The Torment-Forbidden traverse is a Washington classic that has been on my radar since at least 2014, when I tagged both separately after being defeated by a moat. This time I skipped Torment and the moat-ful part of the ridge, completing what I feel is enough of the ridge to count as having done the traverse. Along the way, I learned that what most people call Forbidden’s “West Ridge” route actually skips most of the long ridge from Torment, climbing only the last 500 or so vertical feet. (This reminded me of the Eiger’s Mittellegi Ridge route, which skips most of the peak’s long west ridge; both confused me.) While the best climbing is on the short “West Ridge” section, the entire thing from Torment is worth doing, with some fine knife-edge sections, and generally rewards the climber for staying on the crest. The rock is mostly solid, relatively free of lichen, and angled to provide nice positive holds. Hearing that both the traverse itself and Boston Basin below it can be unbearably crowded, I have been reluctant to return and finish the job. The road closure was therefore a welcome opportunity to do so. I slept at the Park boundary, then rode farther up the road to the spot where there are normally several cars parked in questionable ways. Now I was pleased to see only two other bikes locked to a tree. I hiked the approach trail, which follows an old mining road for awhile before bashing straight uphill, then joining what looks like an old mine trail. The abandoned road is, like so many others, an anti-road: cutting the trees lets in sunlight, which is eagerly soaked up by alders and devil’s club. However, enough climbers bash along and next to it to maintain an open path. The stream crossings higher up, which had caused others problems during the preceding heat wave, were tame. Abruptly emerging into the basin, I followed the main trail to a large camping area, finding only two tents. Beyond, I lost the trail for awhile, then picked it up again and followed it to the snow, where I found some boot-prints heading in more or less the right direction. I wasn’t sure how low I should traverse to Torment, so I followed the prints along an ascending traverse toward a spur ridge. I passed two guys going down, who told me they had done the West Ridge the day before, sleeping at the “normal bivy.” Not realizing that they had done the short route, I followed their tracks for awhile, then turned left when they were clearly headed in the wrong direction. I turned out to have made only a bit more work for myself than necessary. I crossed through an obvious gap in the ridge, where I had no trouble getting onto the next glacier. I descended a small crevassed bulge, traversed around another minor rib, and was again on-route headed toward the couloir southeast of Torment. The couloir itself was a mess, with broken snow and outward-sloping sandy slabs beneath, and the bergschrund below was almost completely open, with only a decorative snow bridge remaining on the far left side. I dithered for a bit, morale low, then decided to explore a gully with two chockstones leading up and right from the ‘schrund. I made my way across some snow debris on the far right and, after a bit of experimental sketchiness, found a way over the exposed rock on its left side. My gully had a section of steep, shaded snow below each chockstone. I suppose I could have put on crampons and gone up the snow, but I chose instead to scramble along the rock to the left of the first, then tunnel up the moat where the wall became impassable. This required some classic groveling, hacking in my axe with my right hand, grabbing gritty protuberances with my left, and searching for footing in the mix of mud and debris between the snow and rock. Reaching the top of the snow, I went around to the right, then up some outward-sloping slabs to avoid the chockstone. I handled the second chockstone with similarly inelegance, going around the right side of the snow, then under and behind the chockstone. With a shout of relief, I found myself on grass ledges just below the ridge. Finally, I could begin the climb. From the notch where I reached the ridge, I traversed another moat to its north side, then climbed the cleaner, blocky rock there to gain the crest. I generally found that the left (north) side was cleaner and better climbing, with the right being temptingly gentle but outward-sloping and mossier. Once on the crest, I found time-consuming climbing along an improbably narrow knife-edge, with the occasional piece of Cascades tat telling me I was on-route. The knife edge cliffed out at the end, forcing me to retreat slightly and traverse left. At the next headwall, I suspected another cliff and did not even look for a direct route before traversing right. This turned out to likely be a mistake, leading to some forgettable traversing along slabs and through a moat, then sketchy vegetable climbing to regain the crest. Assuming there was a way directly up or just left of the headwall, the ridge looked more enjoyable, and did not cliff out. Chastened, I stayed near the crest the rest of the way, including on a steep knife that looked like it could not possibly be low fifth class. However the rock is solid, with sharp, positive holds, and as long as you don’t mind the exposure, the climbing is a joy. Along the way, I removed most of the anchors (“climber garbage”), stuffing them in my pack or wrapping them across my chest. I reached the summit just after two guys from Seattle who had just climbed the north ridge. I immediately put my foot in my mouth by grumbling about the “Seattlites” who normally crowded the peak, but they remained friendly enough. They planned to descend the west ridge for some reason, so I offered them some of my collected tat, which they politely but foolishly refused. I enjoyed the summit for a few minutes after they left, then took off in the other direction, planning to descend the ledges I had climbed in 2014. I didn’t remember the route being particularly hard to follow, and none of the terrain was hard, but I stayed too high this time, wary of descending to the Boston Glacier, and had to do some backtracking. Finally reaching the notch to cross back to the Boston Basin side, I saw two guys descending just ahead of me. They were carrying gear and wearing boots, so I figured I would pass quickly by. However they also seemed to know which gully to descend, and to be moving well, so I decided to follow for a bit. We struck up a conversation, and after a little while one of them asked me “what’s your name?” When I told him, he excitedly exclaimed to his partner “it’s seano!” Whoa… Since I don’t take many selfies, and mostly stick to my little corner of the internet, I am rarely recognized in the mountains. It turns out that I sort of knew the guy who recognized me as well (JasonG), as I have read and benefited from several of his trip reports.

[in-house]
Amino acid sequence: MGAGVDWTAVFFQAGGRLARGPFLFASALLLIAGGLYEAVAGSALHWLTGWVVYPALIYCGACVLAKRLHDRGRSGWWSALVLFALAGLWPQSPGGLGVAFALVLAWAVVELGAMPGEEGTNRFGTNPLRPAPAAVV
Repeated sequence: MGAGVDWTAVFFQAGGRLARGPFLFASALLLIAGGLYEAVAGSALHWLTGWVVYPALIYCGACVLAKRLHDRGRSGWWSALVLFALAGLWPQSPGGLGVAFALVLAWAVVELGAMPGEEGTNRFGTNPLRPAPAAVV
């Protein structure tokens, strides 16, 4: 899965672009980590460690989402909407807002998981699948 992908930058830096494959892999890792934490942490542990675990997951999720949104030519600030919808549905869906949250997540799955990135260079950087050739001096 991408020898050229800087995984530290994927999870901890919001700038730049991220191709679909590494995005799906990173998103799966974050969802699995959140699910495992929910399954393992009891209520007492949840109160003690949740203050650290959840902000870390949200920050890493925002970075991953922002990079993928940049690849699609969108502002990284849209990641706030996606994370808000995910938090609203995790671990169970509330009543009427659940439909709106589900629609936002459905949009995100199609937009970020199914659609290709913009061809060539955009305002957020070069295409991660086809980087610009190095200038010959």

The three of us stayed together down the snow and across the basin to the woods. Both were skillful boot-skiers, and had no trouble keeping up with me on the snow. However, their boots and overnight packs were more of a hindrance on the woods trail, and I was going to leave them behind anyways once I reached my bike, since they had hiked the road, so I took off jogging. Just as I was unlocking my bike, three female rangers passing on the road stopped and asked for my permit without a “hello.” I explained that I was day-hiking, which does not require one, and that this was one of the many reasons I prefer not to camp. They mulled that over for a minute. I thanked them for keeping the road closed to cars, then sped off on my bike. The ride down was the perfect end to the day, cooling me, drying my sweat, and giving me a chance to unwind and reflect while enjoying effortless speed. I decided to stay another day, and sat in the car looking for a peak to use as an excuse.